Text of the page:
There’s a reason rice is the most widely-eaten food in the world: it’s inexpensive, commonly available, easy to store for long periods, and most importantly, it’s incredibly versatile! From skillets to casseroles, to soups and salads, the possibilities are truly endless. Whatever your diet and preferences are, you are sure to create delicious meals from the easiest rice and chicken combo to a tricky mushroom risotto.

However, for anyone who has had mushy rice or their dish just didn’t turn out how they expected, there are a few common mistakes most people make when cooking rice without even realizing it. So, we’ve made a list of those mistakes to take out the guess-work and make it easier to get perfectly cooked grains for all of your favorite rice dishes! 

From using too much liquid to over-stirring, we’re here to give you some pointers on what not to do.

1. Underestimating Differences Between Rice Varieties

Using the wrong rice is mistake number one.

 Although some rice varieties can be used interchangeably, the reality is that choosing the right type of grains for your dish can truly make or break your meal. For best results, you want to choose rice that cooks in a way that compliments your ingredients. Different types of rice have different textures, flavors, and different abilities to absorb other ingredients’ flavors so the type of rice you use does actually make a difference. Take a look at our guide for what type of rice you can use in your rice dishes:


If your goal is to make sushi, you’ll want to use short grain rice as it tends to be softer and sticks together, which is exactly what you want so that your sushi roll will hold together.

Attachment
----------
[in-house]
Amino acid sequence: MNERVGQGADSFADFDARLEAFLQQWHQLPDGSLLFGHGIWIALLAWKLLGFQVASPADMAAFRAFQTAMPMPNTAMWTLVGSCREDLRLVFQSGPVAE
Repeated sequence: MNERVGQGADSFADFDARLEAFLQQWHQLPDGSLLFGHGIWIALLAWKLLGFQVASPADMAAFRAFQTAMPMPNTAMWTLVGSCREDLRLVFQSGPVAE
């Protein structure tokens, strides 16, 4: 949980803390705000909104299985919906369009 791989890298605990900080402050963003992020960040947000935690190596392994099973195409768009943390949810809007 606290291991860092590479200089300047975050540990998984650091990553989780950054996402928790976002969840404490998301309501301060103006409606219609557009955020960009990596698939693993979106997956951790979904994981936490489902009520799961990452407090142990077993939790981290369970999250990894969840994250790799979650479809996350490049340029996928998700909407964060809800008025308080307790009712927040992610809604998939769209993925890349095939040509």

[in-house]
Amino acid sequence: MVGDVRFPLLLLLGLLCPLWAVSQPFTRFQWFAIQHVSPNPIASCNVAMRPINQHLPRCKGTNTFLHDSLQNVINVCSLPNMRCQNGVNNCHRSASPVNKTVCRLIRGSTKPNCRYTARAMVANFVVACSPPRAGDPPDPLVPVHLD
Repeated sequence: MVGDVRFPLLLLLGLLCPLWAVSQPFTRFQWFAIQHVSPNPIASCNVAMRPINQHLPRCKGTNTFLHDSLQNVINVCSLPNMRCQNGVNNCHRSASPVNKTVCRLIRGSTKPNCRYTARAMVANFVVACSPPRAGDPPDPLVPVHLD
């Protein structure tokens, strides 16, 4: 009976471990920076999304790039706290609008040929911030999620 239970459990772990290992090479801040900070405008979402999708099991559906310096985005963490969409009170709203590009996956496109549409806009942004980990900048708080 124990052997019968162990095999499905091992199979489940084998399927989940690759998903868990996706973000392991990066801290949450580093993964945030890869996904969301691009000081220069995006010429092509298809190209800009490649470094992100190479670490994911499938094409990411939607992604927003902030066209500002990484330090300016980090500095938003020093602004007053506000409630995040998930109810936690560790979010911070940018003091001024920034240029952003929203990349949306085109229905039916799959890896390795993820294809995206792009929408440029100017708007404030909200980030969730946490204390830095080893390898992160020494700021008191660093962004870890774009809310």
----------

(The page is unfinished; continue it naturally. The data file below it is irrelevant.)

Fried Rice and Stir Fry

For meals like stir-fry or fried rice, you want to use Extra Long Grain White or Jasmine Rice as these grains stay separate without sticking and are great for absorbing the flavors of the other ingredients. This Ginger Pork Fried Rice is made with our Mahatma® Long Grain & Jasmine Rice Blend and is a perfect example of what the right kind of rice can do for a dish.


For an authentic Italian risotto, you want to use Mahatma® Medium Grain Arborio Rice as it cooks to a perfectly creamy texture, which is exactly what you want in a properly cooked risotto. Some may say that for the creamiest rice puddings out there, this Authentic Grains rice variety works wonders.


If you’re making a Spanish-inspired cuisine or paella, go with Mahatma® Parboiled Medium Grain Rice which has partially been cooked in the inedible husk and then removed to help maintain higher content of the nutrient filled original grain. This variety cooks up tender and slightly chewy with a delicious taste! For more tips on how to perfect your paella, make sure to follow our guide.

Paella with Canned Tuna and Artichoke served with lime wedges
Artichoke and Canned Tuna Paella with Mahatma® Parboiled Medium Grain Rice

Rice Salads

For a more refreshing rice salad option, try our special blend of Long Grain Jasmine Rice and Quinoa. The long grain Jasmine Rice or Jasmine Rice Instant Pot cooks up fluffy and separate without clumping in your salad and the Quinoa offers an added layer of texture that will leave you feeling more full and energized.

Whole Grains Alternative

To add more whole grains and a nuttier, more earthy flavor to your dishes, use Mahatma® Organic Brown Rice. While all rice is naturally filled with vitamins and minerals, brown rice has its inedible hull removed with the germ and bran layer intact, giving it more dietary fiber and its whole grain properties.

Learning to choose the right rice is one more step on your way to becoming a rice pro!

2. Rinsing and Soaking Rice

To rinse or not to rinse? That is the question. We say, don’t make mistake number two by not checking whether you should rinse the rice or not. Most white rice produced in the US is thoroughly washed then fortified with vitamins and other nutrients, which appear as a dusty layer on the individual grains. If you want to preserve those nutrients, do not rinse.